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Understanding Logistic Regression In R With Machinehack’s Predict The Data Scientists Salary In India Hackathon

Understanding Logistic Regression In R With Machinehack’s Predict The Data Scientists Salary In India Hackathon

Amal Nair

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One of the most popular algorithms used in statistical analysis, Logistic Regression is a great tool for predictive analysis and has its applications firm rooted in Machine Learning. The algorithm is a classifier, which in Machine Learning or Data Science context refers to the ability to predict categorical values as opposed to Regression Algorithms which predicts continuous values. Logistic regression sometimes called the Logit Model predicts based on probability using the logistic regression equation.

In this article, we will learn to implement the Logistic regression in R programming language. Readers are expected to have some basic understanding of the language.

Understanding the Logistic Regressor

Before we dive into the implementation part let us understand a bit more about the popular Logistic Regression.

It is easier to confuse Logistic Regression as a Regression algorithm due to the “Regression” attached to its name, but as mentioned earlier, it is a pure classification model that can predict dependent variables that falls into specific categories.

To put it in a much simpler way, Logistic regression works when your dependent variable(s) is/are categories like yes or no, male or female or variables that fall into multiple categories like States, Currencies, Brands or Countries etc.

The Logistic Regression Equation:

The logistic regression equation is derived from the Linear regression and Sigmoid function.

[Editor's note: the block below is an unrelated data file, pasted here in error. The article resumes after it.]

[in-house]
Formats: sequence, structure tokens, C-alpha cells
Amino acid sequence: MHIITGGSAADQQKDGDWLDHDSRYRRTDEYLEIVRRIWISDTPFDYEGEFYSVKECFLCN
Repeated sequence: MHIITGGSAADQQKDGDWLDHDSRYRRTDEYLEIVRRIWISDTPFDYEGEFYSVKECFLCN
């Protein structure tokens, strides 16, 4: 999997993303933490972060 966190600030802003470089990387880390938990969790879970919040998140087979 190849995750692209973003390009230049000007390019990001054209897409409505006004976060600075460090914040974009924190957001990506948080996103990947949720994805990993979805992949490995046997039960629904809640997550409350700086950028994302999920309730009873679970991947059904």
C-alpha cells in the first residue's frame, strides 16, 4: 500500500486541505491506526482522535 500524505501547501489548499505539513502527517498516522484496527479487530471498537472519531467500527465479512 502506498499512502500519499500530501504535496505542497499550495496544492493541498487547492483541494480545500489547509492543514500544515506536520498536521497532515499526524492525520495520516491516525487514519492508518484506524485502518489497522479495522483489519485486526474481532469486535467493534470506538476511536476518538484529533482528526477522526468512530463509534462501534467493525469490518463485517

The Linear equation gives us :

Sigmoid function after substituting for y from the above equation  :

The resulting solution is called the Logistic Regression Equation

Now let us try to understand the equation with one of the simplest illustrations available on the internet. The following graph depicts the plot between the time a student spends studying versus whether he/she passes or fails the test.

Clearly what we are trying to predict falls in a binary category since there are only two possible outcomes either the student fails(0) or passes(1).

Image source:

The logistic regression equation represented by the blue line in the graph determines the category by pointing towards the probability. Consider from the given graph, if a student studies for only 2 hours the probability for passing the test is only 0.25 or 25 %, represented by the red lines. If the student studies for 5 hours the probability of passing the test is above 0.9 or 90%. Thus probability determines whether the student passes or fails. For predictive analysis, we fix a critical value or threshold probability score, say for example 50% or 0.5. If the probability falls above 0.5 the student passes otherwise the student fails.

Implementing Logistic Regression in R

To understand Logistic Regression in R we will use the dataset from Machninehack’s Predict The Data Scientists Salary In India Hackathon. To get the dataset head to Machnehack, sign up and download the datasets from the Attachment Section.

Having trouble finding the data set? Click here to go through the tutorial to help yourself.

Lets Code!

For the time being, we will just use a subset of the dataset provided at Machinehack. We will only consider two features from the dataset, the locations and salary. Apparently, the problem is about predicting the salary range of Data Scientists across India. We will use Logistic Regression to see if the factor location alone will impact the salary of a Data Scientist.

#Importing the dataset
data = read.csv('Final_Train_Dataset.csv')
dataset = data[7:8] # preferred subset

Let’s have a look at the dataset:

#Label Encoding
categ_enc =$location)
dataset$location = transform(categ_enc,dataset$location)
res =$salary)
dataset$salary =  transform(res,dataset$salary)

After encoding we will have something like this :

See Also

# Splitting the dataset into the Training set and Test set
split = sample.split(dataset$salary, SplitRatio = 0.80)
trainingset = subset(dataset, split == TRUE)
testset = subset(dataset, split == FALSE)

 Building the Logistic Regression Model

# building and trainig the model
model <- nnet::multinom(salary ~., data = trainingset)

# Summarize the model



# Make predictions
predicted.classes <- model %>% predict(testset)

Output :

# Model accuracy
mean(predicted.classes == testset$salary)


We got a pretty low score of  23% accuracy in predictions. This suggests that location alone can not be used to determine the salary of data scientists across the country.

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